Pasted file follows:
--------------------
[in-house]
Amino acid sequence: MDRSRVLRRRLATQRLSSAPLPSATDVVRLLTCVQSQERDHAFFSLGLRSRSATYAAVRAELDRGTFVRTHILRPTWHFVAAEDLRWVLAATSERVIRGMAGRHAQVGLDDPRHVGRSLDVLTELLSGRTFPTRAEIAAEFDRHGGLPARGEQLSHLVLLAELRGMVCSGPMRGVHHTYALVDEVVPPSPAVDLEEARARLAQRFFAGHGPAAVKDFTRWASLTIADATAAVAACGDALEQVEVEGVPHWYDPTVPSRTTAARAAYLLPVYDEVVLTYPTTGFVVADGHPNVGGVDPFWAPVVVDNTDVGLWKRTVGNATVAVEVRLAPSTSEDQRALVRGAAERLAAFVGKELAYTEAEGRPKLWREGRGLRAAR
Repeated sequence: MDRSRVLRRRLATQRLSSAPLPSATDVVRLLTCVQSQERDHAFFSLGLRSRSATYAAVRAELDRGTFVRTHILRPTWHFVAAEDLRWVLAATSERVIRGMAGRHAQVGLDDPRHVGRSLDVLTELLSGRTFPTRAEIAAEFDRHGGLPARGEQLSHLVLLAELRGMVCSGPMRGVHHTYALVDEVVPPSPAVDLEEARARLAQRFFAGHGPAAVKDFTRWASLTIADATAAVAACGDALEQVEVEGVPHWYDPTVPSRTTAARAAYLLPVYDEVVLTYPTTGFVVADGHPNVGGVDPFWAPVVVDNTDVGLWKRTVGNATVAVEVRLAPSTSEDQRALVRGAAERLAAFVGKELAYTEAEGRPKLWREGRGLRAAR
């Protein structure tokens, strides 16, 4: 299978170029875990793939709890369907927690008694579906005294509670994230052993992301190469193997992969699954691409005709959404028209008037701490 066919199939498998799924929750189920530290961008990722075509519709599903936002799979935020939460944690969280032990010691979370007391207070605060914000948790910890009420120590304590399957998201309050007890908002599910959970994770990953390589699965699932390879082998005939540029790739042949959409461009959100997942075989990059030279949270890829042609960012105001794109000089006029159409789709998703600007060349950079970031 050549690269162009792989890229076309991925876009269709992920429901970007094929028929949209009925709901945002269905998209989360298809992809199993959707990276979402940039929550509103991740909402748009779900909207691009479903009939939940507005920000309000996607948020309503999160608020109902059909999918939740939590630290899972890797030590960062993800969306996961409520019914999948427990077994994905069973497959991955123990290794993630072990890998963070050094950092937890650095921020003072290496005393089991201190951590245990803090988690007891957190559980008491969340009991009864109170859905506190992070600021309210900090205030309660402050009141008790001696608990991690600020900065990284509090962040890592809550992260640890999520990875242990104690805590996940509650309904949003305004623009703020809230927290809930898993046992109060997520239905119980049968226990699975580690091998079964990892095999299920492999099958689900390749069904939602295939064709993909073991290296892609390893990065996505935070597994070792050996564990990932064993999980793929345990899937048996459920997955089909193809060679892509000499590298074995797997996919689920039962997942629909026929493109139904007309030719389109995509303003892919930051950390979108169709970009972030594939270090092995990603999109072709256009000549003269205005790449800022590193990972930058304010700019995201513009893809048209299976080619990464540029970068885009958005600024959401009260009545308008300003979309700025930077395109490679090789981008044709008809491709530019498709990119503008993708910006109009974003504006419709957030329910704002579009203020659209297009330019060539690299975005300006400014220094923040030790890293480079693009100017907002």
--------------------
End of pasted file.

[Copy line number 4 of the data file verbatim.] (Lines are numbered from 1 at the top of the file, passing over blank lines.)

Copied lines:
């Protein structure tokens, strides 16, 4: 299978170029875990793939709890369907927690008694579906005294509670994230052993992301190469193997992969699954691409005709959404028209008037701490 066919199939498998799924929750189920530290961008990722075509519709599903936002799979935020939460944690969280032990010691979370007391207070605060914000948790910890009420120590304590399957998201309050007890908002599910959970994770990953390589699965699932390879082998005939540029790739042949959409461009959100997942075989990059030279949270890829042609960012105001794109000089006029159409789709998703600007060349950079970031 050549690269162009792989890229076309991925876009269709992920429901970007094929028929949209009925709901945002269905998209989360298809992809199993959707990276979402940039929550509103991740909402748009779900909207691009479903009939939940507005920000309000996607948020309503999160608020109902059909999918939740939590630290899972890797030590960062993800969306996961409520019914999948427990077994994905069973497959991955123990290794993630072990890998963070050094950092937890650095921020003072290496005393089991201190951590245990803090988690007891957190559980008491969340009991009864109170859905506190992070600021309210900090205030309660402050009141008790001696608990991690600020900065990284509090962040890592809550992260640890999520990875242990104690805590996940509650309904949003305004623009703020809230927290809930898993046992109060997520239905119980049968226990699975580690091998079964990892095999299920492999099958689900390749069904939602295939064709993909073991290296892609390893990065996505935070597994070792050996564990990932064993999980793929345990899937048996459920997955089909193809060679892509000499590298074995797997996919689920039962997942629909026929493109139904007309030719389109995509303003892919930051950390979108169709970009972030594939270090092995990603999109072709256009000549003269205005790449800022590193990972930058304010700019995201513009893809048209299976080619990464540029970068885009958005600024959401009260009545308008300003979309700025930077395109490679090789981008044709008809491709530019498709990119503008993708910006109009974003504006419709957030329910704002579009203020659209297009330019060539690299975005300006400014220094923040030790890293480079693009100017907002």